Completing the payment is a key moment of the purchasing process in online shopping. Delivering the right experience can help you boost sales, while neglecting this aspect of your shop might turn users away. There are many payment solutions and providers out there that can improve your order procedure - and you need to choose the ones that will be best for your business. Here’s how.
There are multiple selection criteria to take into consideration. The most important ones are:
- Costs and interest,
- Diversity of payment methods,
- The right fit for your user group,
- Top UX design,
- Recurring payment options,
- Third party integrations.
Let’s take a closer look at each of these, to establish the characteristics of a good online payment solution.
Payment interest and costs
It won’t surprise you that the lower the interest or fee you have to pay to your payment solution provider, the better for you. Make sure to check thoroughly for hidden costs. It’s especially important that you fully understand the agreement you sign.
Diversity of payment options
Users have various preferences, and providing them with options can be a great way to make them happy. Think carefully about which of the following make sense for your business:
- quick bank transfer - integrated with various banks, at least the ones most popular among your user base,
- card payments,
- Apple Pay and Google Pay,
- buy-now-pay-later (think Klarna model),
These are not the only options out there - depending on your market, you might need to consider some more unique choices.
Your payment solution needs to be able to handle payments from the markets you are targeting. This is especially important (and complicated) for companies offering world-wide sales. Remember that you will have to provide proper translation and market customization. The payment provider should be able to display their user interface in the language of your target consumer, and their form fields must be properly labeled based on the user’s location. For example, not every country has “states”. Some use other high-level administrative subdivisions, like lands in Germany, voivodeships in Poland, or prefectures in Japan. Improper labeling can confuse your clients - which increases the risk that they will withdraw their order.
More generally, you will need to provide a high availability of service. The 3rd party payments provider should be able to guarantee an almost continuously service. Make sure the SLA agreement you sign defines the maximum downtime or minimal availability as a percentage of the total availability.
Finally, consider the usability of the payment solution interface on mobile platforms. Many shopping decisions nowadays are made while the user interacts with their mobile device, so make sure your clients can finalize their payments using the device they have on hand.
The right fit for your user group
To earn your users’ trust, you need to learn their habits. Users often have certain preferences when it comes to payment providers, which are a result of their previous online behaviours. Some users will base their preference on reputation and brand, others will choose providers due to their “buyer’s panel”, where they can monitor their online spending, manage subscriptions, and so on. Find out what’s important to your users and deliver on that.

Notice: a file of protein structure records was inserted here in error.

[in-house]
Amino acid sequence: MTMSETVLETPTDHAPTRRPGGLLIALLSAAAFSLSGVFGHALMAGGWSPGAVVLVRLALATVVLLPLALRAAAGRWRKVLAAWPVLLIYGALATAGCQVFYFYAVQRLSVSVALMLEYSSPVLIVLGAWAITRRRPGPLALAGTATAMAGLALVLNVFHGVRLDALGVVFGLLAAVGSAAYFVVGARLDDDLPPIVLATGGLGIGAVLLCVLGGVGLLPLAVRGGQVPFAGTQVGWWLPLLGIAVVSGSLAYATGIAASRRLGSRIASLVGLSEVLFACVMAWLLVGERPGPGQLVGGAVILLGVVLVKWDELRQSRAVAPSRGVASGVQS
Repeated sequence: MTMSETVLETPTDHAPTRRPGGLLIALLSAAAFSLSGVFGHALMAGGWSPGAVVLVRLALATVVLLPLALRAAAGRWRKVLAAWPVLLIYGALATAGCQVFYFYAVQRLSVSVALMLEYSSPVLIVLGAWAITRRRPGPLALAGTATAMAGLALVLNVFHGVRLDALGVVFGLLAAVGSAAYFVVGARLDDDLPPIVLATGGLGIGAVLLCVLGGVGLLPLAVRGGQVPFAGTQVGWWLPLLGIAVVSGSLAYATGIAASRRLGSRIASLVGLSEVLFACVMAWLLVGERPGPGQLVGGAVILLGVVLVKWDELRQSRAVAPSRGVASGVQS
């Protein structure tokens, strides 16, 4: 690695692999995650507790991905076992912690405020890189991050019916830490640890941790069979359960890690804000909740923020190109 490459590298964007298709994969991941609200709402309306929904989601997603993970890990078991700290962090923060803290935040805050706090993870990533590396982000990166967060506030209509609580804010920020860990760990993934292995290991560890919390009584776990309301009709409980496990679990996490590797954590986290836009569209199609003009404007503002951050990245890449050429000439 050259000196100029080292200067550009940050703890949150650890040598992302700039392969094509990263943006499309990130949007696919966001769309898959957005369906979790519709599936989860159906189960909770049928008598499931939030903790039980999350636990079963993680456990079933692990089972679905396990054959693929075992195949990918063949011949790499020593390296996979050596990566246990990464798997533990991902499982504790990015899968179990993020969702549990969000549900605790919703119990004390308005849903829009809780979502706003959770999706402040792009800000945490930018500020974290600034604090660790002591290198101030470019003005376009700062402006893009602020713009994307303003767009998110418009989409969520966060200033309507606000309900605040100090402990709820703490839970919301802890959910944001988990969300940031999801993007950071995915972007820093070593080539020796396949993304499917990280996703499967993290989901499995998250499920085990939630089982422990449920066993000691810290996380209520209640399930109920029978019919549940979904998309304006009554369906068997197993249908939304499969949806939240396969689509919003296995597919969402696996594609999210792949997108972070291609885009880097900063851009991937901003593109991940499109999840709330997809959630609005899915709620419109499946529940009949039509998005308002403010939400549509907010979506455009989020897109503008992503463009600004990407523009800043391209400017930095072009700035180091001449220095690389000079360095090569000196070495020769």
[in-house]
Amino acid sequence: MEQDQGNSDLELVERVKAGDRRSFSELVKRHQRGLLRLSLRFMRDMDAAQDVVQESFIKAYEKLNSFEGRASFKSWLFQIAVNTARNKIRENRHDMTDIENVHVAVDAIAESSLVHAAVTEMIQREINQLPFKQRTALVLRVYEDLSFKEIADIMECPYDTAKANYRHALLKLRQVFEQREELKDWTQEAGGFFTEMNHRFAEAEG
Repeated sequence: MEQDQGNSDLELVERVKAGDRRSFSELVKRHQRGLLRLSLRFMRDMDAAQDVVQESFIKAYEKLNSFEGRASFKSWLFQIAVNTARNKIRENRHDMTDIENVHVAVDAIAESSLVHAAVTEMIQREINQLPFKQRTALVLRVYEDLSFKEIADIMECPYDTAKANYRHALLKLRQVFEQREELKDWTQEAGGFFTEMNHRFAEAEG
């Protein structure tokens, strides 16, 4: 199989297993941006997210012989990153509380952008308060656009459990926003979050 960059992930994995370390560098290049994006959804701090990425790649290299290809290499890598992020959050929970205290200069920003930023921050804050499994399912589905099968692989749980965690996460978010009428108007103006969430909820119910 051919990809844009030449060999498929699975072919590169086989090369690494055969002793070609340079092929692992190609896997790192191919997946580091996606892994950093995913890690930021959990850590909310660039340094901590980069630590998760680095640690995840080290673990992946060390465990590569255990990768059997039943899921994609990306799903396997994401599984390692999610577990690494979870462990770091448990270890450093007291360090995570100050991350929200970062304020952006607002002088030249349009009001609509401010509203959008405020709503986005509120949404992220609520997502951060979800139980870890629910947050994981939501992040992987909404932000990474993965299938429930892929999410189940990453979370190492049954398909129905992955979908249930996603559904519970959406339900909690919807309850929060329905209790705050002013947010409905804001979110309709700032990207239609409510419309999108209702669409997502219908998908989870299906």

UX quality for the payment finalization process
The payment finalization process is one of the most important stages of making a purchase. And the quality of the UX delivered by the payment provider at this stage has a direct impact on your sales figures. You want to ensure that your customers are confronted with an easy to use, navigable interface and process. Users shouldn’t be burdened with unnecessary decisions and forced to provide unnecessary information. They should be able to complete their payment quickly and efficiently.
Payment providers need to be able to handle any payment error while ensuring a positive experience. Features such as the option to retry the transaction, or to enter details of another credit card, can be a big help. Bonus points if the payment provider can notify the client about discarded payment processes. For example, if the user was forced to leave the page and never had the chance to complete the payment, they should be notified of this within a certain amount of time, and given a link to the finalization page of that payment.
If you use a monthly subscription model, for example, charging your users once per a set payment period, make sure that your payment provider does support such an operation. And pay attention to crucial UX elements related to such a system. Users may forget to charge their debit cards, want to cancel their subscription, or some of their information may become outdated - your payment system needs to be ready for all such cases.
Third party integrations
Finally, an integration with your e-commerce platform - or at least the option to develop such an integration yourself - is incredibly important for your business. If there are no available integrations for the payment solution you want to use, a team of experts can develop one for you. The investment in a custom-made integration is usually quickly made irrelevant by the savings you make on lowered operational costs.
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Detail-oriented professional with experience in software project management and business development, who has a proven capability of meeting business requirements and making processes more efficient thanks to strong analytical and soft skills. Passionate about looking for new travel destinations and learning the Arabic language.